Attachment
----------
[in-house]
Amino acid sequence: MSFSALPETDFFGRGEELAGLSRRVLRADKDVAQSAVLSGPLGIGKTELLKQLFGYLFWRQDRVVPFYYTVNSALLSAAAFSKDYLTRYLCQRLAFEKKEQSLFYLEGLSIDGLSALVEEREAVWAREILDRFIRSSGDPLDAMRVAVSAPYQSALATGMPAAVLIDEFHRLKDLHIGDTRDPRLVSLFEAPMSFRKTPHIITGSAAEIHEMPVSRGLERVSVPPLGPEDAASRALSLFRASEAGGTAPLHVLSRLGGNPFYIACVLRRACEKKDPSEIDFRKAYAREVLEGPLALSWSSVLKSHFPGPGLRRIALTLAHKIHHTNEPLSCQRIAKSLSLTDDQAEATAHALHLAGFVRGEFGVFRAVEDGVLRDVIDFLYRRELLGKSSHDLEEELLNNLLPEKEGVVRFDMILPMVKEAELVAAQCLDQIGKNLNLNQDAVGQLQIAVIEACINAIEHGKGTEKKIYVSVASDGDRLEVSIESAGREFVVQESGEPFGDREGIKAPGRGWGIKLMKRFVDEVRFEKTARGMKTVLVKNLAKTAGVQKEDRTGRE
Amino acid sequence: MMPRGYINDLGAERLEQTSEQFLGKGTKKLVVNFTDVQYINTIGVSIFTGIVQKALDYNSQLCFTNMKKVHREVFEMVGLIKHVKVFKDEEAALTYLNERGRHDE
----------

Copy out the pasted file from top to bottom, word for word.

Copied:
[in-house]
Amino acid sequence: MSFSALPETDFFGRGEELAGLSRRVLRADKDVAQSAVLSGPLGIGKTELLKQLFGYLFWRQDRVVPFYYTVNSALLSAAAFSKDYLTRYLCQRLAFEKKEQSLFYLEGLSIDGLSALVEEREAVWAREILDRFIRSSGDPLDAMRVAVSAPYQSALATGMPAAVLIDEFHRLKDLHIGDTRDPRLVSLFEAPMSFRKTPHIITGSAAEIHEMPVSRGLERVSVPPLGPEDAASRALSLFRASEAGGTAPLHVLSRLGGNPFYIACVLRRACEKKDPSEIDFRKAYAREVLEGPLALSWSSVLKSHFPGPGLRRIALTLAHKIHHTNEPLSCQRIAKSLSLTDDQAEATAHALHLAGFVRGEFGVFRAVEDGVLRDVIDFLYRRELLGKSSHDLEEELLNNLLPEKEGVVRFDMILPMVKEAELVAAQCLDQIGKNLNLNQDAVGQLQIAVIEACINAIEHGKGTEKKIYVSVASDGDRLEVSIESAGREFVVQESGEPFGDREGIKAPGRGWGIKLMKRFVDEVRFEKTARGMKTVLVKNLAKTAGVQKEDRTGRE
Amino acid sequence: MMPRGYINDLGAERLEQTSEQFLGKGTKKLVVNFTDVQYINTIGVSIFTGIVQKALDYNSQLCFTNMKKVHREVFEMVGLIKHVKVFKDEEAALTYLNERGRHDE